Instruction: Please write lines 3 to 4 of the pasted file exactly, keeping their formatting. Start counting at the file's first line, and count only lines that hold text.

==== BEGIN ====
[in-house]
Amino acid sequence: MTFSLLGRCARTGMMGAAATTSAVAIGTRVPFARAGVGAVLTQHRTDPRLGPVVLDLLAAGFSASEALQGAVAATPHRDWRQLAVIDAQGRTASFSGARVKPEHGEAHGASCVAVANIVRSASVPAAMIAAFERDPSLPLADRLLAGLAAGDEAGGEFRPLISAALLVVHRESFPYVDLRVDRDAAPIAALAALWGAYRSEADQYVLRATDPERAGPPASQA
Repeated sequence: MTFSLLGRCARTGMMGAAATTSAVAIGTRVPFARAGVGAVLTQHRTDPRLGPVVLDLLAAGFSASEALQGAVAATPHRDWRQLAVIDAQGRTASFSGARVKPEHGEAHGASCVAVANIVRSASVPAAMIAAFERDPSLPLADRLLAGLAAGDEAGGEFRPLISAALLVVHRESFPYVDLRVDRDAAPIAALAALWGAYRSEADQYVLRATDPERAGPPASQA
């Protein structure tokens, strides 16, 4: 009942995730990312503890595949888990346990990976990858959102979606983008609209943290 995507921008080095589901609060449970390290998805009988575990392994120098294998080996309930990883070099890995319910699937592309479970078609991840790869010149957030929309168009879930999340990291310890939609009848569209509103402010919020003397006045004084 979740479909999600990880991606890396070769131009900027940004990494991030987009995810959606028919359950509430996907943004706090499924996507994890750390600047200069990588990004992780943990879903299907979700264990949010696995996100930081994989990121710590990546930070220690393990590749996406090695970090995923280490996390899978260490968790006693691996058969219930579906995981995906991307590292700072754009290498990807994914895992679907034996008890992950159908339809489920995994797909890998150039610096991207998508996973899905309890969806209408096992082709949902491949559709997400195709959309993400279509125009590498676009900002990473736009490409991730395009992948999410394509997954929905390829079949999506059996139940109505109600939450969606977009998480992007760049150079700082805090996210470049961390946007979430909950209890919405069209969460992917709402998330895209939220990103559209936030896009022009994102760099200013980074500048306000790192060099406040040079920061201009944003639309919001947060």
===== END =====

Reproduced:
Repeated sequence: MTFSLLGRCARTGMMGAAATTSAVAIGTRVPFARAGVGAVLTQHRTDPRLGPVVLDLLAAGFSASEALQGAVAATPHRDWRQLAVIDAQGRTASFSGARVKPEHGEAHGASCVAVANIVRSASVPAAMIAAFERDPSLPLADRLLAGLAAGDEAGGEFRPLISAALLVVHRESFPYVDLRVDRDAAPIAALAALWGAYRSEADQYVLRATDPERAGPPASQA
């Protein structure tokens, strides 16, 4: 009942995730990312503890595949888990346990990976990858959102979606983008609209943290 995507921008080095589901609060449970390290998805009988575990392994120098294998080996309930990883070099890995319910699937592309479970078609991840790869010149957030929309168009879930999340990291310890939609009848569209509103402010919020003397006045004084 979740479909999600990880991606890396070769131009900027940004990494991030987009995810959606028919359950509430996907943004706090499924996507994890750390600047200069990588990004992780943990879903299907979700264990949010696995996100930081994989990121710590990546930070220690393990590749996406090695970090995923280490996390899978260490968790006693691996058969219930579906995981995906991307590292700072754009290498990807994914895992679907034996008890992950159908339809489920995994797909890998150039610096991207998508996973899905309890969806209408096992082709949902491949559709997400195709959309993400279509125009590498676009900002990473736009490409991730395009992948999410394509997954929905390829079949999506059996139940109505109600939450969606977009998480992007760049150079700082805090996210470049961390946007979430909950209890919405069209969460992917709402998330895209939220990103559209936030896009022009994102760099200013980074500048306000790192060099406040040079920061201009944003639309919001947060």